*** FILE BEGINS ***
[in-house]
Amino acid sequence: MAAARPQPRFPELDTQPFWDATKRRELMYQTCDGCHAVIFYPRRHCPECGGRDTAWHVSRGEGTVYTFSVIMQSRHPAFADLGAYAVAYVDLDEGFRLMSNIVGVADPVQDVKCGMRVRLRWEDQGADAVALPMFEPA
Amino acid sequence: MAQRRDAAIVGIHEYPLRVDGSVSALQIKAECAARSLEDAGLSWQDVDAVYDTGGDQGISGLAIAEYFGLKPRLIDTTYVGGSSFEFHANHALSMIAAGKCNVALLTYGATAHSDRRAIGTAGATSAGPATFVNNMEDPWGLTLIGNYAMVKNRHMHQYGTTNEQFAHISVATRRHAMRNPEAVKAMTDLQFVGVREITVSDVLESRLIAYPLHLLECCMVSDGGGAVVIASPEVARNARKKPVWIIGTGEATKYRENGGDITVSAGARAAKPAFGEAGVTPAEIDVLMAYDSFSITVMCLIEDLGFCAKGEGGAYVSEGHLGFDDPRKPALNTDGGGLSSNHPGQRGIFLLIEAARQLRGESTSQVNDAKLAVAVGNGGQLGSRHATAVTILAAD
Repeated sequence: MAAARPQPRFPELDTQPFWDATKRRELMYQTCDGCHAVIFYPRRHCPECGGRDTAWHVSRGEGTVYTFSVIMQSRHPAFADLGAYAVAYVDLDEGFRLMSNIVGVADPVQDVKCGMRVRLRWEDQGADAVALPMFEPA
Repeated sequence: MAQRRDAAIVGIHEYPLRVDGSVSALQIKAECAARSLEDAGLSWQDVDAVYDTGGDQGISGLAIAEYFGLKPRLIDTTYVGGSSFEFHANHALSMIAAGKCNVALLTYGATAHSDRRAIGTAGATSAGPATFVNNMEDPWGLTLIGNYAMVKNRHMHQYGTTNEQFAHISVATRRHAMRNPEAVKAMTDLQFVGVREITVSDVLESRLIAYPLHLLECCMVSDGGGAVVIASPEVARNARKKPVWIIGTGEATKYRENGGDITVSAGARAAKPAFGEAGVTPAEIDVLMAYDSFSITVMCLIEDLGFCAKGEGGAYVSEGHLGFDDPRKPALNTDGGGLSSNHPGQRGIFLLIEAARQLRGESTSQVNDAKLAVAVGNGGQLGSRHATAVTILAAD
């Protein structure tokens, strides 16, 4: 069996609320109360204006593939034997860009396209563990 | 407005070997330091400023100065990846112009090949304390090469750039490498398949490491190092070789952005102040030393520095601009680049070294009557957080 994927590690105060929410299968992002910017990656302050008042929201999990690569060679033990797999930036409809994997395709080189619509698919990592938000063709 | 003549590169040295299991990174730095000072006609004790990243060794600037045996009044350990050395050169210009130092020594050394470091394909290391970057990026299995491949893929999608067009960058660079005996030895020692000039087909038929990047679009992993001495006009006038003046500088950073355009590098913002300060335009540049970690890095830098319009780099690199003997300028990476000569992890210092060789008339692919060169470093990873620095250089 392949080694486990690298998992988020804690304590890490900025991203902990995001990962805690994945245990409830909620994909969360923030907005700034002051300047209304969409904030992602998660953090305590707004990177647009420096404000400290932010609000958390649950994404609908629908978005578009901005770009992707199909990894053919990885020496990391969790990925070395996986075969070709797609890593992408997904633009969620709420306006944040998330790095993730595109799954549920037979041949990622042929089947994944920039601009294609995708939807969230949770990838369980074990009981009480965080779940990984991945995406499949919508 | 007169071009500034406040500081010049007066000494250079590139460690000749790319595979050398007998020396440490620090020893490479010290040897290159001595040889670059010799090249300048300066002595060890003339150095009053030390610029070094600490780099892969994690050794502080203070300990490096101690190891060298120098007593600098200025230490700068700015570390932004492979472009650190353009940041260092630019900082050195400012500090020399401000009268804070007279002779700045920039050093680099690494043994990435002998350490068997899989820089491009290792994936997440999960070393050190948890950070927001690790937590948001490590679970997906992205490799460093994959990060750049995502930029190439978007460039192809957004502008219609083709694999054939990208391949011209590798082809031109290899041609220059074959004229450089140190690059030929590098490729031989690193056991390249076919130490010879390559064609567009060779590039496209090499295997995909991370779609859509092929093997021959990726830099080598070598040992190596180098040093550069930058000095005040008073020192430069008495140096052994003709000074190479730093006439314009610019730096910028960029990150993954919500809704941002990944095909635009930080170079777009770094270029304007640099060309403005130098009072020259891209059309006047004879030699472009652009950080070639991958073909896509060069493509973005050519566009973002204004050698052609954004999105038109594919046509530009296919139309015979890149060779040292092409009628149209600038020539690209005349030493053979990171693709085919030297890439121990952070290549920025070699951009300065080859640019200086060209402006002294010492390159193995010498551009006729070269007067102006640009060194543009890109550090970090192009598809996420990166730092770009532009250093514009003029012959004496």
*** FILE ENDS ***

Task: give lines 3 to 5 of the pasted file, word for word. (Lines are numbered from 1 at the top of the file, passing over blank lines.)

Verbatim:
Amino acid sequence: MAQRRDAAIVGIHEYPLRVDGSVSALQIKAECAARSLEDAGLSWQDVDAVYDTGGDQGISGLAIAEYFGLKPRLIDTTYVGGSSFEFHANHALSMIAAGKCNVALLTYGATAHSDRRAIGTAGATSAGPATFVNNMEDPWGLTLIGNYAMVKNRHMHQYGTTNEQFAHISVATRRHAMRNPEAVKAMTDLQFVGVREITVSDVLESRLIAYPLHLLECCMVSDGGGAVVIASPEVARNARKKPVWIIGTGEATKYRENGGDITVSAGARAAKPAFGEAGVTPAEIDVLMAYDSFSITVMCLIEDLGFCAKGEGGAYVSEGHLGFDDPRKPALNTDGGGLSSNHPGQRGIFLLIEAARQLRGESTSQVNDAKLAVAVGNGGQLGSRHATAVTILAAD
Repeated sequence: MAAARPQPRFPELDTQPFWDATKRRELMYQTCDGCHAVIFYPRRHCPECGGRDTAWHVSRGEGTVYTFSVIMQSRHPAFADLGAYAVAYVDLDEGFRLMSNIVGVADPVQDVKCGMRVRLRWEDQGADAVALPMFEPA
Repeated sequence: MAQRRDAAIVGIHEYPLRVDGSVSALQIKAECAARSLEDAGLSWQDVDAVYDTGGDQGISGLAIAEYFGLKPRLIDTTYVGGSSFEFHANHALSMIAAGKCNVALLTYGATAHSDRRAIGTAGATSAGPATFVNNMEDPWGLTLIGNYAMVKNRHMHQYGTTNEQFAHISVATRRHAMRNPEAVKAMTDLQFVGVREITVSDVLESRLIAYPLHLLECCMVSDGGGAVVIASPEVARNARKKPVWIIGTGEATKYRENGGDITVSAGARAAKPAFGEAGVTPAEIDVLMAYDSFSITVMCLIEDLGFCAKGEGGAYVSEGHLGFDDPRKPALNTDGGGLSSNHPGQRGIFLLIEAARQLRGESTSQVNDAKLAVAVGNGGQLGSRHATAVTILAAD